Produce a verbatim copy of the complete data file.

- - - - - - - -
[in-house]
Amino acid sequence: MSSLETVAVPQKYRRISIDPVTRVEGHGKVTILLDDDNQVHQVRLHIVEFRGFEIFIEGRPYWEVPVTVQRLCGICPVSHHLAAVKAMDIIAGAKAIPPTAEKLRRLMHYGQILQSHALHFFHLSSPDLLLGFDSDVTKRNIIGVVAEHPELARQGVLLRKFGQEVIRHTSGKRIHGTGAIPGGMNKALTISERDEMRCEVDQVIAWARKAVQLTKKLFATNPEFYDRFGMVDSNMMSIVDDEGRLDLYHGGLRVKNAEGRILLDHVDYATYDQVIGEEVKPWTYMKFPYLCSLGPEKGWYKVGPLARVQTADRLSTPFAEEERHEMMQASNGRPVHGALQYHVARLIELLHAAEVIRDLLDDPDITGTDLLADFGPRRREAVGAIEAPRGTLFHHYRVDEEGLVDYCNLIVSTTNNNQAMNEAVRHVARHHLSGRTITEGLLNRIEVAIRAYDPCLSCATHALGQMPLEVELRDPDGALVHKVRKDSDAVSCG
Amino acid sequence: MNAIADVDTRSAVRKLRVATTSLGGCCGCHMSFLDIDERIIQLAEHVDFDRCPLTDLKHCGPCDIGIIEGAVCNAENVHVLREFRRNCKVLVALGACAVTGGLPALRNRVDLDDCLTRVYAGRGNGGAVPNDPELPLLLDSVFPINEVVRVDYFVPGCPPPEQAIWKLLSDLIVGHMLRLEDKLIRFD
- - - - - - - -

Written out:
[in-house]
Amino acid sequence: MSSLETVAVPQKYRRISIDPVTRVEGHGKVTILLDDDNQVHQVRLHIVEFRGFEIFIEGRPYWEVPVTVQRLCGICPVSHHLAAVKAMDIIAGAKAIPPTAEKLRRLMHYGQILQSHALHFFHLSSPDLLLGFDSDVTKRNIIGVVAEHPELARQGVLLRKFGQEVIRHTSGKRIHGTGAIPGGMNKALTISERDEMRCEVDQVIAWARKAVQLTKKLFATNPEFYDRFGMVDSNMMSIVDDEGRLDLYHGGLRVKNAEGRILLDHVDYATYDQVIGEEVKPWTYMKFPYLCSLGPEKGWYKVGPLARVQTADRLSTPFAEEERHEMMQASNGRPVHGALQYHVARLIELLHAAEVIRDLLDDPDITGTDLLADFGPRRREAVGAIEAPRGTLFHHYRVDEEGLVDYCNLIVSTTNNNQAMNEAVRHVARHHLSGRTITEGLLNRIEVAIRAYDPCLSCATHALGQMPLEVELRDPDGALVHKVRKDSDAVSCG
Amino acid sequence: MNAIADVDTRSAVRKLRVATTSLGGCCGCHMSFLDIDERIIQLAEHVDFDRCPLTDLKHCGPCDIGIIEGAVCNAENVHVLREFRRNCKVLVALGACAVTGGLPALRNRVDLDDCLTRVYAGRGNGGAVPNDPELPLLLDSVFPINEVVRVDYFVPGCPPPEQAIWKLLSDLIVGHMLRLEDKLIRFD